One of the major roadblocks between improving healthcare is the low level of individual patient engagement. It is difficult to get patients to be involved in their own healthcare, even when it comes to serious illnesses. A relatively recent phenomenon, however, is changing all of that—mobile gaming.
According to Dr. Steven J. Hardy, from the Children’s National Health system, “The mobile aspect of the program is really important for a lot of reasons,” Hardy said. “It reduces burden on families. If we can give them something at home instead of taking them one more time to the hospital, that’s great. Another reason is we know a lot of times, skills we teach kids in office, clinic or hospital don’t necessarily transfer to real word.”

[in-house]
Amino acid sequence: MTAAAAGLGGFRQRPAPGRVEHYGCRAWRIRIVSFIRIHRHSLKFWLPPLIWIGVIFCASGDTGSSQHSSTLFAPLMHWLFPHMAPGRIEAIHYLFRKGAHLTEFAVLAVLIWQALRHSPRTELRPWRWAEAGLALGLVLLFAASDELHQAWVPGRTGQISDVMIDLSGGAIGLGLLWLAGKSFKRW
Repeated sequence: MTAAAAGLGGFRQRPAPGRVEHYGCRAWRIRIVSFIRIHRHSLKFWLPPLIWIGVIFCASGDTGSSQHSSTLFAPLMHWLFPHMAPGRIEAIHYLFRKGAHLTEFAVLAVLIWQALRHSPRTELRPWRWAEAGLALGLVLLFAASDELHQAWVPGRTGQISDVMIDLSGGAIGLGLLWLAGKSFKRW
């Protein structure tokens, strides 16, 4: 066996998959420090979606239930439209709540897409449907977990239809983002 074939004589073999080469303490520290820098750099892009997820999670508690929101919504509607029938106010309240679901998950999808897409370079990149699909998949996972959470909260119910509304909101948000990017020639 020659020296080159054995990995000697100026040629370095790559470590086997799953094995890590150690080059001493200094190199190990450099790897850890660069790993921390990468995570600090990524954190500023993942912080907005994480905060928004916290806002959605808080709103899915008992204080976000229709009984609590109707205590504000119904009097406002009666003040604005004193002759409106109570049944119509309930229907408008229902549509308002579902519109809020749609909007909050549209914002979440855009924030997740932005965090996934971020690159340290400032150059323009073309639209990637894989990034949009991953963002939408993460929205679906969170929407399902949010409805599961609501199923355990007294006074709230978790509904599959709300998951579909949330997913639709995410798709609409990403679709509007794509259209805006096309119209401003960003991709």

The pilot of this program has now been in motion for almost a year with different ages of children among diverse socioeconomic statuses participating.
“My hopes in doing this research is to shine a light on sickle cell diseases as a whole, and the neuro-cognitive effects that get overshadowed by other symptom,” Hardy adds. “My hope is that we’re able to find something families enjoy doing that can produce meaningful benefits.”
So far, the pilot has made interactions between doctors and patients much more collaborative, allowing the doctor to pass some of the burden of individual healthcare to the patient.